The great recoinage of Edward I was initiated in the early months of 1279, and new pennies were first issued from the exchanges in August of that year. No halfpennies, however, were struck during the initial period of operation, and the first issue of this denomination took place one year later in August 1280. The scale on which the two denominations were produced was very different. By the end of 1281, around 82.5 million pennies had been struck at London, whereas the figure for halfpennies was only about 2.4 million. Between 1281 and 1335, the figures contrast even more markedly. In this period, approximately 240 million pennies were struck, and just 1.7 million halfpennies, a ratio of about 140:1. This imbalance was partially redressed between 1335 and 1343, when no pennies were struck at London, but almost 14 million halfpennies were issued.
Due to the relatively small output, and also because they tend not to occur to any significant extent in hoards, far fewer Edwardian halfpennies are available for study than is the case with pennies of the same period. Of those that do survive, the majority consists of coins that were lost in circulation and have been found individually, often in a worn or damaged condition. As a consequence of this, the formulation of a definitive classification has proved more problematic. The basis of the classification system most widely used today was established by the brothers H B Earle Fox and J S Shirley-Fox in their paper, Numismatic History of the Reigns of Edward I, II and III (BNJ 1909-13), but it has been considerably revised and refined by later numismatists. The Fox brothers sought to relate the halfpennies to corresponding groups and types of pennies, for which their paper established a chronological classification system. This approach works reasonably well for the early issues, but links between the two denominations become progressively more tenuous, and shortly after the turn of the 14th century they cease altogether. By this time, halfpennies were being struck intermittently and in such small numbers that crown punches used to make dies for halfpennies of Edward I were still able to be used more than thirty years later to make dies for halfpennies of Edward III.
The first revision of the Fox classification was made by E J Harris, F Purvey and P Woodhead (hereafter HPW) in a series of articles entitled Notes on English Halfpence and Farthings, 1279-1660. The articles were published in Seaby's Coin and Medal Bulletin (SCMB) between April 1964 and March 1986, but coins of the period presently under consideration are covered in the issues of 1964 and 1966. The HPW revision was further refined by J J North and P Woodhead in their respective papers: The Fox Classification and Recent Refinements, and The Early Coinages of Edward III (1327-43). The two papers form part of volume 39 of the Sylloge of Coins of the British Isles (SCBI), which catalogues North's collection of Edwardian coins, and was published in 1989. This version of the classification is also the one used in the 1991 (third) edition of North's English Hammered Coinage. More recently, P and B R Withers have formulated a new and very detailed classification of the coins, which is published in the first two volumes of their Small Change series: Farthings and Halfpennies - Edward I and II (2001) and Halfpennies and Farthings - Edward III and Richard II (2002). The Withers classification severs all links with the Fox classification, but the latter is updated - with some minor adjustments to North's version - in Lord Stewartby's English Coins 1180-1551 (2009).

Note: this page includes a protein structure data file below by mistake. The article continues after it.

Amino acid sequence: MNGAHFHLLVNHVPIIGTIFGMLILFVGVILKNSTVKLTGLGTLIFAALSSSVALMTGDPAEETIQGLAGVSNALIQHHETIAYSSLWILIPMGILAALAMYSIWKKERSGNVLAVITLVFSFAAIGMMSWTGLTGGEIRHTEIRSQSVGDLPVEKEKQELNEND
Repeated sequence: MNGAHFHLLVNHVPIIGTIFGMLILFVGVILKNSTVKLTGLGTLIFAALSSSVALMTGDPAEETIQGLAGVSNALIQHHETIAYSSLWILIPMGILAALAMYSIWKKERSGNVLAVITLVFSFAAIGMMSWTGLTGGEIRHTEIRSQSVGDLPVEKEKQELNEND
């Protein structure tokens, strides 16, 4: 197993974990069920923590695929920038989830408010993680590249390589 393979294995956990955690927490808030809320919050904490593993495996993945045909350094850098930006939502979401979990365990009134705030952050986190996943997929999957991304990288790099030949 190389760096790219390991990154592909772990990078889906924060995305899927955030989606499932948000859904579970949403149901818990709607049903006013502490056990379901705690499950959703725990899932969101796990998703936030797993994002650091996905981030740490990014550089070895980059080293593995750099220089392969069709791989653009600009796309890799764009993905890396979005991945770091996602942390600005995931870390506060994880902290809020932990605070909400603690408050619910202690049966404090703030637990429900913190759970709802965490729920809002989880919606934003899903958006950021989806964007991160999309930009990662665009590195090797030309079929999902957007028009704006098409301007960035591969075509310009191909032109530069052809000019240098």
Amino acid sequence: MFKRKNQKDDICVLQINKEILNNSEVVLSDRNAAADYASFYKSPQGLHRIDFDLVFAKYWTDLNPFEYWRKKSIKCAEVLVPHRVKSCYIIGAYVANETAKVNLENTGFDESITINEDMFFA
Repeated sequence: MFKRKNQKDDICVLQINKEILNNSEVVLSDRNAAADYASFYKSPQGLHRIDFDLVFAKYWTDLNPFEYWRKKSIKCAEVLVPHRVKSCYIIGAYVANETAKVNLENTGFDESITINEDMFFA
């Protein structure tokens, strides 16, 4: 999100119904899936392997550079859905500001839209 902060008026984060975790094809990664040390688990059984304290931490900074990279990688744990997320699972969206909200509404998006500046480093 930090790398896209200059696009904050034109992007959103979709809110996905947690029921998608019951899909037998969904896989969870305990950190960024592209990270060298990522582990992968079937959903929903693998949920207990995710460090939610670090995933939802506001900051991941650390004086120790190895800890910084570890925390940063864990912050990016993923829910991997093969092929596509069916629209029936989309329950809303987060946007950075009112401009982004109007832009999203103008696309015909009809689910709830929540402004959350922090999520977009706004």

The present article uses the familiar North version of the classification (also used in the Spink Standard Catalogue) as the primary means of identification, but a table is included to show concordance between this and the other systems mentioned above. Where the classification appears to be at odds with the latest information, I have noted the fact in the description of the illustrated type, and explained the reasons in a separate section entitled Observations and rationale. This can be accessed via a link at the bottom of each page. To maximise clarity when describing the various versions of the Fox classification, and in tabulating concordance, I have converted the Roman numerals used by the Foxes, HPW and Stewartby into Arabic numerals, as used by North.
Many of the images used to illustrate this article are from records on the UK Detector Finds database (UKDFD). I am grateful to recorders for making them available in this way. I also wish to thank Clive Knipe of www.HistoricCoinage.com, who kindly granted permission to use images from his website. All images can be clicked to provide an enlarged view.
The poor state of the circulating currency in the early years of the reign of Edward I is clear from contemporary accounts and the attention it received from the King’s Council. A significant proportion of the coins will have been those struck during the previous major recoinage of 1248-1250, and thus about twenty-five years old. Normal wear and tear, however, was only one factor contributing to the situation. The operation of Gresham’s Law will have resulted in the poorer specimens of all issues remaining in circulation, while the better ones were hoarded. In addition to the prevalence of worn coins, the practice of ‘clipping’ seems to have become a particular problem in the early 1270s, a situation for which Jews, in particular, were made scapegoats and ruthlessly persecuted. Having deliberated for some time on the question of how the coins could be improved, and how abuses could be prevented, the Council initiated steps for a new coinage at the beginning of 1279.
The great recoinage that resulted from this decision is one of the most noteworthy of the medieval period. It did not simply renew the circulating specie, but completely changed the administrative arrangements for its production, elevated coin art to a new level and introduced a range of new denominations. It also established a pattern for the design and production of English coins that was to last for more than two hundred years.